We have been having a bit of temperament issues, but we are working on them with much success, on the bright side, Apollo is a very intelligent dog, a dream to train, though he's been having the urge to be on higher rank than my other dog Prudi.:p

Besides temperament, genetics are also very important, which is why you must talk about this with the breeder you pick.. i admit i'm on a wildcard with apollo because, even though none of their parents had Displasya, they didn't have gene tests done for this litter.

Indeed... some Huskies have a very high prey drive.. HOWEVER, i learned that with self control training their prey drive reduces drastically.
 

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Hi everyone...I adopted my Sibe in September - he was 6 mo old -- he is now 1 yr and he is a really great dog!

At first he was very skiddish - but now he loves everyone! No problems at all -- except he is a very finicky eater!

He is only 1 yr old though, still a pup in my eyes -- do you think his behavior will change to be like you have listed....everything you've stated sorta scares me...:(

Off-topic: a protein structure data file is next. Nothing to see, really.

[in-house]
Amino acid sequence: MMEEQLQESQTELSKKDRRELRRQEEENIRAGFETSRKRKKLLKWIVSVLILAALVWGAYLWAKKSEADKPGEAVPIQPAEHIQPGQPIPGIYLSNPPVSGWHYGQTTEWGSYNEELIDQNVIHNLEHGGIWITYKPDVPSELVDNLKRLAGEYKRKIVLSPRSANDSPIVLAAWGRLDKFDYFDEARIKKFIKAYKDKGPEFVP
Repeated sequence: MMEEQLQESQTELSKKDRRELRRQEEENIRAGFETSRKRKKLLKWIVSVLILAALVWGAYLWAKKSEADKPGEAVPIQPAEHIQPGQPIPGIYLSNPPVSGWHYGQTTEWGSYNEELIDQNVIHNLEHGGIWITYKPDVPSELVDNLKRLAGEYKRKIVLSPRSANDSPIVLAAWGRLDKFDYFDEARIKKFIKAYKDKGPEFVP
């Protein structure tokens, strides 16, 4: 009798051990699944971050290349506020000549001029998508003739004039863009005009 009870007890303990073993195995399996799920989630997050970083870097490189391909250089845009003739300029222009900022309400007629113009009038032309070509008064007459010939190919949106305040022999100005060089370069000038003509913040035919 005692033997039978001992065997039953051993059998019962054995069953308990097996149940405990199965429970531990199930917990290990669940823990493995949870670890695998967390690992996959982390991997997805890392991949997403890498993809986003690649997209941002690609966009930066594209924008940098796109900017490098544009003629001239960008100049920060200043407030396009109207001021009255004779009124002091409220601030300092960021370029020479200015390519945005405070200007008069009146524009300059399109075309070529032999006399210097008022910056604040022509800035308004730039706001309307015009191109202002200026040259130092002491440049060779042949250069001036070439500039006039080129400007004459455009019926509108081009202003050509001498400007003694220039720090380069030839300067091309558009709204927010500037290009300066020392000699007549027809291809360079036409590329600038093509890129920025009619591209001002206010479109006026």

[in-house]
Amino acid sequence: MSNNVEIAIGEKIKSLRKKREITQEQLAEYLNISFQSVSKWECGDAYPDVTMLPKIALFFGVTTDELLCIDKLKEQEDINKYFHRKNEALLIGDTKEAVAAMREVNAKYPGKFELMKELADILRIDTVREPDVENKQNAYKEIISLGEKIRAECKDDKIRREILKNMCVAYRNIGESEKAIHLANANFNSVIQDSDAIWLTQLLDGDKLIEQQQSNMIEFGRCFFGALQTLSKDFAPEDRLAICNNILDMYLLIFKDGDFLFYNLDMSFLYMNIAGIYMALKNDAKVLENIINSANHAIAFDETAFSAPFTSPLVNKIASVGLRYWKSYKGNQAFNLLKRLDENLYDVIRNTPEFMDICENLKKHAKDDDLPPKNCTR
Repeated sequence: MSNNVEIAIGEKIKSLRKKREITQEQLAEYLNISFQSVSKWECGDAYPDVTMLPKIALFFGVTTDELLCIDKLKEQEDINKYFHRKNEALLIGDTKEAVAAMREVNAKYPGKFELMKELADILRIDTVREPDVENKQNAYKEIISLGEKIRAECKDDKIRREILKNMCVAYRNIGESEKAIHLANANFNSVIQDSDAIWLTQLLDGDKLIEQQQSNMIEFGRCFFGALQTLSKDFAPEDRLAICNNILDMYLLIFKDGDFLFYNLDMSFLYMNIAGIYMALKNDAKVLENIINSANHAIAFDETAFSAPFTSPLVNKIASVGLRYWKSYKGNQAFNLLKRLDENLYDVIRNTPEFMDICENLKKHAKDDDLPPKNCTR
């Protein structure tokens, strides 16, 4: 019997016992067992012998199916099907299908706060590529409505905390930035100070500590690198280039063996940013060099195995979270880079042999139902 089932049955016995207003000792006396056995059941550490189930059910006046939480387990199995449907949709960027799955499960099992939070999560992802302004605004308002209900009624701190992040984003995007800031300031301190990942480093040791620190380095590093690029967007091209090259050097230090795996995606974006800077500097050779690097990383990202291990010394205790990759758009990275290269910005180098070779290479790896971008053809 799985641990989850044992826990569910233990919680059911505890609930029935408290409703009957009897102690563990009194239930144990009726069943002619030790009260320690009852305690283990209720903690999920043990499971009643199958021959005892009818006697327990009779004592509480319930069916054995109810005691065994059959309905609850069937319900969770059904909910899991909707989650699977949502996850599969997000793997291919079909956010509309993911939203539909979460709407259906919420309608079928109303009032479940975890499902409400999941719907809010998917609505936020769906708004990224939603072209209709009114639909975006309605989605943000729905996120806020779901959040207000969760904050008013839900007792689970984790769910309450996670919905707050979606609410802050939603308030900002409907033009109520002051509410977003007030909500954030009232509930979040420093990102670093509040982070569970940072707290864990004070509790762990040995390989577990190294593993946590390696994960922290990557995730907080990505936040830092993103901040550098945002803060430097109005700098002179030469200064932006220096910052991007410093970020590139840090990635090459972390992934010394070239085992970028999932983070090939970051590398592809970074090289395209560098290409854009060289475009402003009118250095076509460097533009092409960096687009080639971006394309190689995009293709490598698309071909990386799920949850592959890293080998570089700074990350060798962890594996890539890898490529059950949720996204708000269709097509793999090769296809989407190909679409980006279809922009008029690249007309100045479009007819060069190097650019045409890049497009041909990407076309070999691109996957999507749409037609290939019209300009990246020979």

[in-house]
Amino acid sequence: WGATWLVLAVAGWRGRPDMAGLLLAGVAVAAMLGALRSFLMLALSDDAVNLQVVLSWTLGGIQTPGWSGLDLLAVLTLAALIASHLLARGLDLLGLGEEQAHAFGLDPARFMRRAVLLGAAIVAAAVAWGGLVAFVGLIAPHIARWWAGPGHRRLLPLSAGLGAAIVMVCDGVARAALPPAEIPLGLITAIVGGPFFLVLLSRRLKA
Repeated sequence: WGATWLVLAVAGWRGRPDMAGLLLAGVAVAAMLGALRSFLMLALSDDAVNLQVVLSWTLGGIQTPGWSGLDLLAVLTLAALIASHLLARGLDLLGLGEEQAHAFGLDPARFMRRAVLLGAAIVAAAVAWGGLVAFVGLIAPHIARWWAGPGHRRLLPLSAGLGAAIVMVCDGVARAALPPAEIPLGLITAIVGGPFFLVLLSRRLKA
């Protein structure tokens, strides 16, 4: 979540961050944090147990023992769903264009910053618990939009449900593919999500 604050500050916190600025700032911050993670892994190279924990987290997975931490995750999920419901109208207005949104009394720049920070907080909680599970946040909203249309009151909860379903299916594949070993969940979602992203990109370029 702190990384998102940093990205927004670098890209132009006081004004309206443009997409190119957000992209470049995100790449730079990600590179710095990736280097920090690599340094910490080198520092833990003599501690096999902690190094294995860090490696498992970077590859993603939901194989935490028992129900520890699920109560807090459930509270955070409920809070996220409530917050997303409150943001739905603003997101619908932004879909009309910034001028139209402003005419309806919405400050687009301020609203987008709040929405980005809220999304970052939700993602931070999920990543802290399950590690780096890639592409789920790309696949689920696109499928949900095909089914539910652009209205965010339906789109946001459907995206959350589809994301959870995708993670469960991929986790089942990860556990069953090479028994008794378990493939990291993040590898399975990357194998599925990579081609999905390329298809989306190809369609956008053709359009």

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Every dog is different, I can only speak of my experiences with my 5 Husky's. Maybe the fact that I have a lot of squirrels in my neighborhood triggers their prey instincts.
 

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We adopted Casey as a puppy at the shelter (DNA testing has since revealed he is at least 75% husky). He is now 9 months old. Overall, he is a great dog! He is so friendly- loves all people and dogs. He is pretty hyper, still, but no more so than other puppies we have had. I hear huskies can be destructive, but we haven't given Casey the chance. When we are not home, he is either outside in the dog kennel (we have a low fence so we have a dog run), or inside in his crate. Therefore, we have not had anything destroyed. We take him for two 15 minute walks a day, and usually another 10 minute bike ride. On weekends we sometimes go snowshoeing for an hour. Then we play with him in the house, etc. He gets more tired with mental games. He does fine with this. He loves the cold, and wants to sleep outside. Yes, he does dig outside, but this summer we will try the sandbox idea. He gets along fine with our cats. He is very smart, and is learning commands. My biggest complaint about Casey right now would be that he pulls so much during walks, but we are working on that. Overall, he is a great dog, and I would recommend a husky!